Migrant children
Between 2015 and 2023, more than 550,000 unaccompanied migrant children made their way to the United States. AFP

Denver has taken in more than 1,400 unaccompanied migrant children over the past years, most of them hailing from Honduras, Guatemala and El Salvador, according to data from the U.S. Department of Health and Human Services.

The data comes from migrant children sponsors' ZIP codes, obtained by the New York Times through a Freedom of Information Act request and cited by Axios in a report of its own.

The top countries of origin were all Latin American: Honduras (475 children), Guatemala (414), El Salvador (302), Mexico (87), and Nicaragua (40).

According to the document, other Colorado cities have also received a significant number of unaccompanied children during the past eight years, including 1,330 children in Aurora and about 700 in Colorado Springs.

However, the share of unaccompanied migrant children in Denver and other Colorado cities is modest compared to other parts of the country such as Houston (about 32,000 children), Los Angeles (about 12,700), and Dallas (about 8,500), which have received the largest shares of the more than 550,000 unaccompanied migrant children who arrived in U.S. cities during this period.

"Migrant children, who have been coming into the United States without their parents in record numbers, are ending up in some of the most punishing jobs in the country," reads a recent article by the New York Times. "This shadow workforce extends across industries in every state, flouting child labor laws that have been in place for nearly a century."

The past two months have set records for families illegally crossing the southern border. Last month alone, 124,000 family members crossed without visas— whether illegally or by showing up at ports of entry.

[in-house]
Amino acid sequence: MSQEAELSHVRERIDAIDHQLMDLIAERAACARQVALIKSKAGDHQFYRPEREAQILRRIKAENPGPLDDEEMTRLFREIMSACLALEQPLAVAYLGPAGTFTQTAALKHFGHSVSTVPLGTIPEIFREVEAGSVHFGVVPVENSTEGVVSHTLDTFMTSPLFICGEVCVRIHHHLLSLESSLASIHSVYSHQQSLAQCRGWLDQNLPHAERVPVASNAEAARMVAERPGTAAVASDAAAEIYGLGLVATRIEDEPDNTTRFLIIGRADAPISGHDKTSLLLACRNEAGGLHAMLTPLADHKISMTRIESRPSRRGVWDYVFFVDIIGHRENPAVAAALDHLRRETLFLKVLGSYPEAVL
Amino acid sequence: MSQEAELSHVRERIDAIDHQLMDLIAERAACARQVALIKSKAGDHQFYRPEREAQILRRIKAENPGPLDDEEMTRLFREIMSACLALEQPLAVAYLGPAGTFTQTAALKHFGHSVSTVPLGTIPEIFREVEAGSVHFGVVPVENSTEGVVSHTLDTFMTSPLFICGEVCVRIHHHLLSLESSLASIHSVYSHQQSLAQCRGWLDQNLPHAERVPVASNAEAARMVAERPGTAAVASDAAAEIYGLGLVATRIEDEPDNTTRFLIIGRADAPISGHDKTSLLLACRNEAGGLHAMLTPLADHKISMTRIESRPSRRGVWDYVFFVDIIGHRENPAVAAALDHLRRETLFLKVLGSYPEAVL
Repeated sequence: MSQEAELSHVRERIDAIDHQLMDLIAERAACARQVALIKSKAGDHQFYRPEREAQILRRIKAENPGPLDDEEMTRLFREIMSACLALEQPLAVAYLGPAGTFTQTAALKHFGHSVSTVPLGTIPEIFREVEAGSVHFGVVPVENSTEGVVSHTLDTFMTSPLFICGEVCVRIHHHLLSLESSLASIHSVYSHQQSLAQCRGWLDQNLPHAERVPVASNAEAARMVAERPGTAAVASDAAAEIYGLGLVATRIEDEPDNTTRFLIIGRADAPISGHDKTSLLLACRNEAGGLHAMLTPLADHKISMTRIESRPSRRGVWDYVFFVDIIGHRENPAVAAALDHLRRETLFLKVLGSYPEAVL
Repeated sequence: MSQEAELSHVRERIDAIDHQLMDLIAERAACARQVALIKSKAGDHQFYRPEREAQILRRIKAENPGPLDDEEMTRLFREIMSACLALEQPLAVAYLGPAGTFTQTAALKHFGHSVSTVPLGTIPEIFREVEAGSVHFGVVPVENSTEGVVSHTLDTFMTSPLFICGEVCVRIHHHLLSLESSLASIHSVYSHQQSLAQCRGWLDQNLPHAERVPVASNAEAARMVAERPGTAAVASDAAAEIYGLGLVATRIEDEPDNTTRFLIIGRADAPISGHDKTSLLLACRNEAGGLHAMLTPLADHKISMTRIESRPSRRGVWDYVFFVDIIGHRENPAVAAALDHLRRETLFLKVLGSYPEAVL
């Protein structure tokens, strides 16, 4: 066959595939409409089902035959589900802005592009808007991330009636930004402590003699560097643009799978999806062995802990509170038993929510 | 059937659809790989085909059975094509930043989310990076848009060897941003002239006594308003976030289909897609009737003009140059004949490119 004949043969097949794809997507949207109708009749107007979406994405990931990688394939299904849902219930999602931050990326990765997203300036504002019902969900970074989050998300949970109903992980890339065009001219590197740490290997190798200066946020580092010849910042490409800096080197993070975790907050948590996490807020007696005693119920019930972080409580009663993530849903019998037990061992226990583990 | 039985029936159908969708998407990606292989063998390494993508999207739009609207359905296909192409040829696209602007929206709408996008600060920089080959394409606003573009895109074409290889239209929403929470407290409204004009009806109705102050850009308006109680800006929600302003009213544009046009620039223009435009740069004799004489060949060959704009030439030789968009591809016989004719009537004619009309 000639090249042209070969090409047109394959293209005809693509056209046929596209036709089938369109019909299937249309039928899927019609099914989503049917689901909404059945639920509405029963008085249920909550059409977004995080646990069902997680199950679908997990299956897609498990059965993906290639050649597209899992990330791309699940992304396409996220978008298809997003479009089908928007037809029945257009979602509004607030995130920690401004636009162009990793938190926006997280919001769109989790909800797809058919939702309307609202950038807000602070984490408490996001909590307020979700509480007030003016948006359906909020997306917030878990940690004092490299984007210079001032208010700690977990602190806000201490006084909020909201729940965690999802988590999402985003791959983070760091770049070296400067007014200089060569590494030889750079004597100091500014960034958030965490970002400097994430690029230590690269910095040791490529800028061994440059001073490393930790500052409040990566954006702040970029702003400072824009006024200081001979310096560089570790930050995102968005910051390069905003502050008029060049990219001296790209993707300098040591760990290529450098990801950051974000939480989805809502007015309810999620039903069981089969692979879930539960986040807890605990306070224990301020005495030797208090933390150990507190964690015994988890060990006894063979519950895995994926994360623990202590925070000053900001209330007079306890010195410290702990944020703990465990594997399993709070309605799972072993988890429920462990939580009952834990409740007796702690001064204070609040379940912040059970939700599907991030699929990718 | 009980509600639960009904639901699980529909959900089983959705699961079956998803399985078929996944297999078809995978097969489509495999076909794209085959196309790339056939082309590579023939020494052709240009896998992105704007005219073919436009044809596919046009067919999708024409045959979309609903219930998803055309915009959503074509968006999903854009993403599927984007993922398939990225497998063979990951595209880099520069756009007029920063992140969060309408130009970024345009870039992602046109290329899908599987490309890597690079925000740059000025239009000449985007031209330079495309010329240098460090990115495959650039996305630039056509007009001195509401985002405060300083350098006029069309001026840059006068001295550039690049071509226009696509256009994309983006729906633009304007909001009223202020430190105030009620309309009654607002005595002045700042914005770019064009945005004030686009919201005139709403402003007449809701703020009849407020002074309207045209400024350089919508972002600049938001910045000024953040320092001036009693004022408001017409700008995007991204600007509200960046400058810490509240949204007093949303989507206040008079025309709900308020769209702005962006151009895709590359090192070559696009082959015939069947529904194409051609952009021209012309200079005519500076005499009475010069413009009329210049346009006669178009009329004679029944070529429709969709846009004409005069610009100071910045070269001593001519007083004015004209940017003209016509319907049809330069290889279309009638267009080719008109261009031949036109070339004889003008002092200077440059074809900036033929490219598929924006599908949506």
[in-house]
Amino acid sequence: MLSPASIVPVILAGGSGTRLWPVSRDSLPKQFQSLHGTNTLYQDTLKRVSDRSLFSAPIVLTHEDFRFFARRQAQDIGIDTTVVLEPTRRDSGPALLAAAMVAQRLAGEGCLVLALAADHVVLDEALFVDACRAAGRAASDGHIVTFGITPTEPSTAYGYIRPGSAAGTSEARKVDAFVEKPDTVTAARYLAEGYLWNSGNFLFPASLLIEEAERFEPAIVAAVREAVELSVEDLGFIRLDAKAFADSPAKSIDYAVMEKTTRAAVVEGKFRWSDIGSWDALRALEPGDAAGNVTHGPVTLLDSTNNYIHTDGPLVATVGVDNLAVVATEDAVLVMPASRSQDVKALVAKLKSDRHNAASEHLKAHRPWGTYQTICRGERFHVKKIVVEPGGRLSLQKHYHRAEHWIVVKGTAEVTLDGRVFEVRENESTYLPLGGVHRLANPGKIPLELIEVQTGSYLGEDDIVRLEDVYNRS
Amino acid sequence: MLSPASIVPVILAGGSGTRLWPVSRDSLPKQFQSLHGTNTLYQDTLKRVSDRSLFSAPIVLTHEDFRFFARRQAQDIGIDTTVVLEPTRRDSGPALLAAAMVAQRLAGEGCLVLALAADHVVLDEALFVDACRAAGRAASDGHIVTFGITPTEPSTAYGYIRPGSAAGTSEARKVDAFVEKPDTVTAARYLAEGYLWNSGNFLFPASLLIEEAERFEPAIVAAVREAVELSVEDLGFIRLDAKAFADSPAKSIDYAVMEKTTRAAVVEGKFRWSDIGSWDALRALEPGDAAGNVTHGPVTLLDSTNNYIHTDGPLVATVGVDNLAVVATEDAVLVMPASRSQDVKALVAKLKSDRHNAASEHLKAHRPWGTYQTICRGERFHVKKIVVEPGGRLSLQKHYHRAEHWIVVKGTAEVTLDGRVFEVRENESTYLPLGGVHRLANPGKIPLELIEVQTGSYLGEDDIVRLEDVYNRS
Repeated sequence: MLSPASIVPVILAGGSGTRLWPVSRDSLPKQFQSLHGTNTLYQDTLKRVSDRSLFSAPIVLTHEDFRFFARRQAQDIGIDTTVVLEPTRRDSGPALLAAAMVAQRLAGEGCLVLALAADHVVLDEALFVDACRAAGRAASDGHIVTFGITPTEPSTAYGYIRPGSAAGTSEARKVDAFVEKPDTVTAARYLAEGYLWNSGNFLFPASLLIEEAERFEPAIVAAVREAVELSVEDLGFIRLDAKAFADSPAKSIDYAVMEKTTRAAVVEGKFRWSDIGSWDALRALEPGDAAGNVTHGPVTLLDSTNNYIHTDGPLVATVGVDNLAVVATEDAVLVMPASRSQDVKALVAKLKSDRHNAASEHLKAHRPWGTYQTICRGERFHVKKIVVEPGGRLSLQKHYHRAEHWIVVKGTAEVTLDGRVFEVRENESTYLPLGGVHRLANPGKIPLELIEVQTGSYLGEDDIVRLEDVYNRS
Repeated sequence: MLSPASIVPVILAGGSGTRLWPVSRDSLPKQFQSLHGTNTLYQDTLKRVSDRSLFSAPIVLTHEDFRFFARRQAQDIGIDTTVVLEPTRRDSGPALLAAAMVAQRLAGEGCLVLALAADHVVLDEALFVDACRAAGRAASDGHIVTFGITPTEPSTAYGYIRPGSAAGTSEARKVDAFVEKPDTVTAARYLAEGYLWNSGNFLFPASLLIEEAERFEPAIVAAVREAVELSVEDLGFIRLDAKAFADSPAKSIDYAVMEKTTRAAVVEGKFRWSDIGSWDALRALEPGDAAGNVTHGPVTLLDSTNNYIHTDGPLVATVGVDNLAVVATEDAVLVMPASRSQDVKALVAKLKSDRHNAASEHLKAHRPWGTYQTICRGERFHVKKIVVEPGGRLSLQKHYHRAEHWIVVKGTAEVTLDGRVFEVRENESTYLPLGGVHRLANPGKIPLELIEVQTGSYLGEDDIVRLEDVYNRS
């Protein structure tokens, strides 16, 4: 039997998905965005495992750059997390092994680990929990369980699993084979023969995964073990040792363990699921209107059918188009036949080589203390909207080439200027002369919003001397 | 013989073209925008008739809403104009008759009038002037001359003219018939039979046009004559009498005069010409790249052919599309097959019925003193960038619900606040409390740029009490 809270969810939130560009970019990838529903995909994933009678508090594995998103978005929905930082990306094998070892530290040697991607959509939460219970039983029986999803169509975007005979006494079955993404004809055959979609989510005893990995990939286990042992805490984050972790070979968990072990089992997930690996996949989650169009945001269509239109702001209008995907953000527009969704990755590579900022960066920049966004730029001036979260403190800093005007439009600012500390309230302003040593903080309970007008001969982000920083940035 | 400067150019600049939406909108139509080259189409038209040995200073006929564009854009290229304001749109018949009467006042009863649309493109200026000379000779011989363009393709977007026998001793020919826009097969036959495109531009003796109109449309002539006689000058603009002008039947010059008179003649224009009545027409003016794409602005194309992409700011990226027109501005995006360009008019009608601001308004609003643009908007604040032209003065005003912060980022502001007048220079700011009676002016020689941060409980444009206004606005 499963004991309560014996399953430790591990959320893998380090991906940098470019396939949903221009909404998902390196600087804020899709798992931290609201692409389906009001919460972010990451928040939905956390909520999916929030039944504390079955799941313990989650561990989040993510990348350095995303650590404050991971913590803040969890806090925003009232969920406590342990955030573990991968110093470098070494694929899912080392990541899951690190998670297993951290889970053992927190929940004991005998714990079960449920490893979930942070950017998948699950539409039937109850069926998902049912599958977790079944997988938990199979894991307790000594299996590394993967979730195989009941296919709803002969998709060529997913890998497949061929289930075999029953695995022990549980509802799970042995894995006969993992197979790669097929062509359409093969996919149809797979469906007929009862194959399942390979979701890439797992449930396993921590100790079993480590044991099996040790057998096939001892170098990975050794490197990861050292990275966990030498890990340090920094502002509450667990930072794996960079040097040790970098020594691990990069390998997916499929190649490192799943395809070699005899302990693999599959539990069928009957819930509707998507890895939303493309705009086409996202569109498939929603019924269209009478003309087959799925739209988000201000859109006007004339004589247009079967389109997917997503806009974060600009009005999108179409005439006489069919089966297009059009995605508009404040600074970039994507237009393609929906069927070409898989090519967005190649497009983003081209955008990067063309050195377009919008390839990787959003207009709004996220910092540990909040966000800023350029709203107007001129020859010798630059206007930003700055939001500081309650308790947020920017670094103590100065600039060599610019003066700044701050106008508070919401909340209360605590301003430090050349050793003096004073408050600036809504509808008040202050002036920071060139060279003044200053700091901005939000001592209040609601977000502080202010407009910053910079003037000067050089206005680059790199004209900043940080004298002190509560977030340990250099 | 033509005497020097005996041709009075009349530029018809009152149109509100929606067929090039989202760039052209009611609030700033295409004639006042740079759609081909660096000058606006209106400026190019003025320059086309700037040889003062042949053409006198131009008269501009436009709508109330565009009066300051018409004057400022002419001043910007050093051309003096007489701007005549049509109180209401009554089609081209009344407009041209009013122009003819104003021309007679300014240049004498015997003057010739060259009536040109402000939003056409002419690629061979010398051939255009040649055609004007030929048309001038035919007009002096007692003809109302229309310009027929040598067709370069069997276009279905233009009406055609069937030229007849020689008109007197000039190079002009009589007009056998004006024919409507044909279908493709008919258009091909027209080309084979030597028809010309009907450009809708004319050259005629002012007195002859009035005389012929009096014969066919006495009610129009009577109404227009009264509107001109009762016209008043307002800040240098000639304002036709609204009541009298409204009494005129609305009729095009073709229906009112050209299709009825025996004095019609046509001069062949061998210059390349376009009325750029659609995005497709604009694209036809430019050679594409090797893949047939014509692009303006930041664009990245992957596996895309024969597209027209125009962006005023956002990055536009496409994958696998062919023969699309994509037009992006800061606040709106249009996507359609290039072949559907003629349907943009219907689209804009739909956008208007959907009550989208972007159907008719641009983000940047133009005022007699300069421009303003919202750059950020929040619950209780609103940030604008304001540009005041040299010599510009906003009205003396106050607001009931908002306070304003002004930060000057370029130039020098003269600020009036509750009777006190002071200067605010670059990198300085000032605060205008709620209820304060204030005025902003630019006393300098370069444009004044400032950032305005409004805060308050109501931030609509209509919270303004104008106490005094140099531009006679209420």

The figures come as federal, state and city leaders grapple with how to handle the influx of migrant children into their school districts, as all kids in the U.S. are entitled to a public elementary and secondary education regardless of citizenship or immigration status, according to the Department of Education.

Education officials say they are trying to enforce vaccination requirements, find classroom space, change bus routes and hire more bilingual teachers to meet the needs of thousands of students who have survived traumatic migratory journeys.

The New York Times and other outlets have already put their spotlight on migrant children as young as 8 selling candy and chocolate on New York City subways during school hours as families struggle to make ends meet, raising questions about the legality of the practice.

New York City officials, who at first seemed to be pointing the finger elsewhere, are now set to launch an initiative aimed at deterring migrant children from working on the subway.

The city will start distributing fliers reminding migrant families that unlicensed selling is illegal in the city and can result in fines. They will also have information about the rightsof workers and immigrants, as well as access to schools.

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